As I neared that precipice called graduation, I knew I needed to decide a career direction. By this time I had discovered that I liked teaching. For this reason I looked into opportunities to teach English overseas with a missions organization. Things just didn’t click though. If you asked me each month of my senior year what country I was planning to go to you would notice a slow drift between different parts of the world. I kept putting off making any commitments to a specific organization. Was it procrastination or fear? I don’t know for sure.
Making no solid plans for the summer like I had planned I went on a road trip by myself to Alaska. In the time with less distraction I began to notice what my mind was thinking about. Whenever I though about missions it was something like, “Gee I should really make some permanent decisions about this.” Then it would drift out of my mind for a while. Children were on my brain instead. I thought about new ways to do Children’s Ministry, ideas for spiritual growth in kids, and how Christians should be shaping the new generation. I realized that working with kids made me happy. This was not the high emotional kind of happiness that we most often think about. Remember I am not that kind of person. Instead it was a quiet satisfaction kind of happiness.
A wiser, older Christian had told me that God’s will is like a cruise ship. There is a lot of fun stuff to do on the ship, swim in the pool or play shuffle board. The boat is going to the destination it needs to go to. As long as we stay on the boat there is an enormous amount of freedom. To go outside God’s will is like jumping off the ship into the water. That will is what he has called us to be. Be holy, be imitators of God, and live up to what you have obtained and the like.
Here I sat with the opportunity to do something that I enjoyed and was good at. Other people had affirmed this and it didn’t contradict the Bible. I could pursue the opportunity to work with children or continue planning to do missions. Still it was a difficult decision. There is something in my religious tradition that while it doesn’t quite frown on doing what is pleasurable, it isn’t as spiritual as denying yourself. It is a bit of a spiritual misunderstanding, but was there in my mind. Read the first essay in Weight of Glory by C.S. Lewis to understand it better.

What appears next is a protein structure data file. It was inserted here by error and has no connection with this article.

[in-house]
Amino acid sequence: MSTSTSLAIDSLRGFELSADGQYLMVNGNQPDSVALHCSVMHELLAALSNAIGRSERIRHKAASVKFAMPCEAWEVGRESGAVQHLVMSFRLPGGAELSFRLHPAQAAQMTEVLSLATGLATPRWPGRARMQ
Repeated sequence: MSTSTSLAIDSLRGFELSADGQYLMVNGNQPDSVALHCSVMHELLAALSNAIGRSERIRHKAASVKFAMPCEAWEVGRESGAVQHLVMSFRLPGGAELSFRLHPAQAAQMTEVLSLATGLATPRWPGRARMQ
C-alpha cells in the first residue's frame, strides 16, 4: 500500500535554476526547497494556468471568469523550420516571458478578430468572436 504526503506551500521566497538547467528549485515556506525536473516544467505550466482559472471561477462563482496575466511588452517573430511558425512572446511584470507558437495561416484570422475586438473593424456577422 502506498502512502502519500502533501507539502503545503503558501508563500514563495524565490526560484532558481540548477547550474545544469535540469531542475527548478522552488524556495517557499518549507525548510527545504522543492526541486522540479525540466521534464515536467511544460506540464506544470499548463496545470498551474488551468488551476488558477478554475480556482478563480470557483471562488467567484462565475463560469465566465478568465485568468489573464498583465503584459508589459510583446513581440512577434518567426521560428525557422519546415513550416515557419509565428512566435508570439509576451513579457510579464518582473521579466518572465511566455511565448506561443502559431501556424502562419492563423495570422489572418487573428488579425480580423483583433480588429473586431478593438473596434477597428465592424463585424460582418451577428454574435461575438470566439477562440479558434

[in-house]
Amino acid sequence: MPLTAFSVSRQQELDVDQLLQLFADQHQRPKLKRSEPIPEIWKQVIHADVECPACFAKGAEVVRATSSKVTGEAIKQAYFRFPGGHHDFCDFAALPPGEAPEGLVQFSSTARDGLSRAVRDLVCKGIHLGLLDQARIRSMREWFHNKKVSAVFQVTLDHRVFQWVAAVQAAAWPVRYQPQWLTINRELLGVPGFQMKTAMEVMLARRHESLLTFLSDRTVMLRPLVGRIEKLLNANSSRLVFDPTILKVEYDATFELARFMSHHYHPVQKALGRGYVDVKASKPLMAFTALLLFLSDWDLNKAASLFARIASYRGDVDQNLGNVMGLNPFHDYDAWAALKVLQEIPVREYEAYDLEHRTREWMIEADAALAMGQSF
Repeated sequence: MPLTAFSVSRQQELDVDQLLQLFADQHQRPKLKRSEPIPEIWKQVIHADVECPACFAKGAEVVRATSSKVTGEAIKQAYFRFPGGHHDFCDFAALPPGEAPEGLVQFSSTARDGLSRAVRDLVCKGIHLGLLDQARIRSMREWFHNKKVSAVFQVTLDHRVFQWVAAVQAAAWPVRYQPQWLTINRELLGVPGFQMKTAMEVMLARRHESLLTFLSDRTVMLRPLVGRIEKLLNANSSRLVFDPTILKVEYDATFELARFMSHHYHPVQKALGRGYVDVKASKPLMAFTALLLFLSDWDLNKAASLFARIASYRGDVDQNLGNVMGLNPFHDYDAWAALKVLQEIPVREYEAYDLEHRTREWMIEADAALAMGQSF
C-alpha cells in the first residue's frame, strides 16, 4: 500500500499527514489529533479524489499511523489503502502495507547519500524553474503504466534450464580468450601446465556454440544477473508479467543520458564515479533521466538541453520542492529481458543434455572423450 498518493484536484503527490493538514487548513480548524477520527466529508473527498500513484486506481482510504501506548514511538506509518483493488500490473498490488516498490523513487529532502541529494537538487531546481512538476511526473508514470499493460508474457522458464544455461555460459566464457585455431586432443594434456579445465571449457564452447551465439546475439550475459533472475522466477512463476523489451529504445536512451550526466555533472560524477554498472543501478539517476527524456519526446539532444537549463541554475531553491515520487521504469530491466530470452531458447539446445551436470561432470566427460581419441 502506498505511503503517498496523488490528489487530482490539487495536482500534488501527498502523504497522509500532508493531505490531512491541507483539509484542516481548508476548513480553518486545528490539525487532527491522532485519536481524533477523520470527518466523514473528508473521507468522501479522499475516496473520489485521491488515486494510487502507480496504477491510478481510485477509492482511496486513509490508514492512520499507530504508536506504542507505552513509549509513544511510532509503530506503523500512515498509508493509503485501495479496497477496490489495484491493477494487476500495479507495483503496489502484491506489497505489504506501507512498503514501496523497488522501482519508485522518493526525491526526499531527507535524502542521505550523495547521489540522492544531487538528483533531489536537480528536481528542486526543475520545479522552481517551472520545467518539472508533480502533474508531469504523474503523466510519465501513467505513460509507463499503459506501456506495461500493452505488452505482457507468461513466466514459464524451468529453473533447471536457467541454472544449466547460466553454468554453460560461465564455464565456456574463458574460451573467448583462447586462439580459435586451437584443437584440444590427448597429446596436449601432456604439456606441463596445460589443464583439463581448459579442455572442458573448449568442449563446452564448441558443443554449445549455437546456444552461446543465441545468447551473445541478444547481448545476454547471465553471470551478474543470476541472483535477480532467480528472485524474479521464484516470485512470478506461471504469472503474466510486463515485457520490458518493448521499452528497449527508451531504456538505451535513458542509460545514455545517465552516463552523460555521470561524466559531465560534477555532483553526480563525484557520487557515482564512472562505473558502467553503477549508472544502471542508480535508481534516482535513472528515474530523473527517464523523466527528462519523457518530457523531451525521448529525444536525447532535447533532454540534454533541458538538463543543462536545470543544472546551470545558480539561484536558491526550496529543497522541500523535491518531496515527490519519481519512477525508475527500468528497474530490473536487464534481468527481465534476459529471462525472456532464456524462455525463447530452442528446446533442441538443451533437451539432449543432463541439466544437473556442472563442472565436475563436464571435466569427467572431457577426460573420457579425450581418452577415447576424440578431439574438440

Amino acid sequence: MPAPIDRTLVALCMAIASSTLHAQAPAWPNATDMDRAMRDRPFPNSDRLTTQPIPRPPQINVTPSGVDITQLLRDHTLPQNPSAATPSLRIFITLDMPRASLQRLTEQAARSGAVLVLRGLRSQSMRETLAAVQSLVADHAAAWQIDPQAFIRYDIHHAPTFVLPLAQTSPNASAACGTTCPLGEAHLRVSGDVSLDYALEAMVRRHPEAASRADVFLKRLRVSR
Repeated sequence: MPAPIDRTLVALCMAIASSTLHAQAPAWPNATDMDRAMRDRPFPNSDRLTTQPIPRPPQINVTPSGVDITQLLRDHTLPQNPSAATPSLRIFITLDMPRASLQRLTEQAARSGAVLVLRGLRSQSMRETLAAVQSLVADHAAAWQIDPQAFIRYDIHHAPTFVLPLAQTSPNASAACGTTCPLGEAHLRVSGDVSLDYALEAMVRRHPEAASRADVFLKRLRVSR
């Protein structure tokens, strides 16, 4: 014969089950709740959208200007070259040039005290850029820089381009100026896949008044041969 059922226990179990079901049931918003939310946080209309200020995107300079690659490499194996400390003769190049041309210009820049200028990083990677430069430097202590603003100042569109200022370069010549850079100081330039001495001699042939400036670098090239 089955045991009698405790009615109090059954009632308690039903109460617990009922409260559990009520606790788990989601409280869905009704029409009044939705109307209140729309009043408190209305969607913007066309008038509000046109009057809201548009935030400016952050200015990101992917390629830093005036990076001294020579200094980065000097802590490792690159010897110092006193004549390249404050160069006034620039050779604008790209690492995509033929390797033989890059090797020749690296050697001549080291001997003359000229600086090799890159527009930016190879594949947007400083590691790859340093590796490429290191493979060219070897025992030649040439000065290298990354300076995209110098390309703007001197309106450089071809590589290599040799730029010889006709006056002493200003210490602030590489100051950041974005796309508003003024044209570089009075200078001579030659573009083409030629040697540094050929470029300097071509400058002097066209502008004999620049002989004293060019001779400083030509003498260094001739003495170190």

Remember how I characterized the call as something that people at first resisted and then finally turned to obey. God might call you to deepest, darkest Africa or some other place that you least wanted to good. Actually that was the most likely place for him to call you to. If you didn’t a Jonah like experience would fall upon you. You may think I am being funny, but I was afraid of this for a long time and at times wondered if some of the hard experiences I went through were because of that. I think Christian counselor would tell you that I was not alone in feeling this way.
I don’t believe that God creates us to fit into a job that we don’t enjoy. A job that fits with our spiritual gifts and natural abilities and talents is not likely to be one we don’t enjoy. In fact, I believe that our enjoyment of something is a sign that it is something we are created to do. Of course this must be balanced with some of the other tests of whether something is God’s will for our lives.
To make a long story short I am currently in serving in Children’s Ministry and pursuing a career in it. I consider it my personal response to God’s calling in my life. Your personal response will look different. In the future I may be doing something different. I don’t know for certain, but I think that our best fit could change as our characters change and mature. God’s will for my life could change as he may have gifted me in other areas that I am not aware of or he has not developed yet. In a strange way this means that God’s will for my life is whatever I am doing. I know people who say they are still trying to find out what God’s will is for them. They are doing it. It is their personal response to how God has made them and what he has called them to be.